Twats of the week.I feel

Twats of the week.

I feel the old Tourette's syndrom about to break out again reading this heap of euroweeny rubbish How Europe sees the Bush Administration But then thank God that I'm an Englishman not an Urinepean.

Posted by The Englishman at 3:13 PM | Comments (0)

Europeans who want to see

Europeans who want to see an economic recovery will have to watch it on TV'

EUobserver: "The euro zone is set to grow five times slower than the US this year, according to new projections from the International Monetary Fund (IMF) in their latest economic report - released yesterday in Dubai.

Whilst the US economy, with expected growth of 3.2 percent this year, is dragging the World economy out of its present slump, the euro zone, with a sluggish 0.5 percent growth projection this year, is dragging it back down.

Moreover, recovery in the 12-country zone is expected to be slower than expected. Presenting the report, the IMF's Chief Economist, Ken Rogoff, said, 'for the moment, most Europeans who want to see an economic recovery will have to watch it on TV'. "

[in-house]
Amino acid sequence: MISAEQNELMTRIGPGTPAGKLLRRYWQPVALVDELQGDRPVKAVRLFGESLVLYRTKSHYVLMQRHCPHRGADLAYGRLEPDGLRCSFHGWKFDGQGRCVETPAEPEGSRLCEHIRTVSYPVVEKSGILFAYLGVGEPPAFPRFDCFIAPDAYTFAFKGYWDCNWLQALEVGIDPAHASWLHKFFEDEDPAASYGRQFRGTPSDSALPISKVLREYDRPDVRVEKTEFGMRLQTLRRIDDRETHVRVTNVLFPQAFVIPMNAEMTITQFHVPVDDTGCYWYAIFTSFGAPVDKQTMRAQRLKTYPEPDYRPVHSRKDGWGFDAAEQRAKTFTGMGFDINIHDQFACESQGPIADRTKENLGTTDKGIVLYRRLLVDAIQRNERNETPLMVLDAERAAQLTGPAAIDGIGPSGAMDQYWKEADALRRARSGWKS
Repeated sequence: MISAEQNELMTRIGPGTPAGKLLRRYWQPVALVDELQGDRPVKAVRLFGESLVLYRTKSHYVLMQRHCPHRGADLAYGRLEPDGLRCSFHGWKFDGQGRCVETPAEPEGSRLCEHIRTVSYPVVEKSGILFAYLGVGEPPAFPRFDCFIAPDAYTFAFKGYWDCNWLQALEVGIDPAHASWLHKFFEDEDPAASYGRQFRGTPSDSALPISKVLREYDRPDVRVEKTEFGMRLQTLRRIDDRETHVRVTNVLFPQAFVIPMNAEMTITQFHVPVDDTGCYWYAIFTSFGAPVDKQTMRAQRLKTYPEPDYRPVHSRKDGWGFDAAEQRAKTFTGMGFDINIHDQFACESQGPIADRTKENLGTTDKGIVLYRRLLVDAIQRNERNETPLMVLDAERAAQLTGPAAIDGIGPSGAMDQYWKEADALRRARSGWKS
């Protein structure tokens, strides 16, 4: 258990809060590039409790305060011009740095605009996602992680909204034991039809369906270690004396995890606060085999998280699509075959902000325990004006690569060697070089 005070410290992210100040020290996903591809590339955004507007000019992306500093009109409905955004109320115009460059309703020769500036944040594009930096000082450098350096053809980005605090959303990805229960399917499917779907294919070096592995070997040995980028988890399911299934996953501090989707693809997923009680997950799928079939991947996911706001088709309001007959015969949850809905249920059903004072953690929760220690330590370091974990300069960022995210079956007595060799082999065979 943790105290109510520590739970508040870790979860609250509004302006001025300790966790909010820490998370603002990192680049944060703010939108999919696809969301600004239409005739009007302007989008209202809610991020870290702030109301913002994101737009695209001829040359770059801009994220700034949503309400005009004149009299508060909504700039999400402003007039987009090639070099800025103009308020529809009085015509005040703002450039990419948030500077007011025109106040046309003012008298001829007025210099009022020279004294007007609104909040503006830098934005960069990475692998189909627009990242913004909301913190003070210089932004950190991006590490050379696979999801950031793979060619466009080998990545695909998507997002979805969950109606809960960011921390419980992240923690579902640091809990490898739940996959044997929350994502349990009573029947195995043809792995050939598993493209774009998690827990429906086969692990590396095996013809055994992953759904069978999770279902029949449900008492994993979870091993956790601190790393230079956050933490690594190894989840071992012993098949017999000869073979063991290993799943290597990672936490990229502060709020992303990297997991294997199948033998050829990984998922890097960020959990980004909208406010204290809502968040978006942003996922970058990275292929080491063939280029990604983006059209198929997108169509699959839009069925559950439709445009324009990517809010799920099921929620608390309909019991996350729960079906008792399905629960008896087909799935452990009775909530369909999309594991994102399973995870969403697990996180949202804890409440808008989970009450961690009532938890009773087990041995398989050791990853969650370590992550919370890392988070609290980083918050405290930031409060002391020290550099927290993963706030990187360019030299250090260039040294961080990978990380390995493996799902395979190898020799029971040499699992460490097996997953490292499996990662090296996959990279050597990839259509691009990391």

Posted by The Englishman at 2:08 PM | Comments (0)

September 18, 2003

Big Brother plans on UK

Big Brother plans on UK Internet usage.

Where do I start.

The plan by the Govt to "retain every email and web page accessed" for a year.
The ISP opposition to it based on only on its utility 'The government has not satisfied the industry that the data they wish to retain is of use to law enforcement agencies"
The oh so obvious reference to kiddie porn and drugs.

Just read it and get angry.
MediaGuardian.co.uk | New media | Web firms rubbish ministers' email plan: "Web firms rubbish ministers' email plan

And then The Register: comes up witha story as well "Kids charities demand ID parade for pre-paid punters" and you dont even have to read it to know the contents.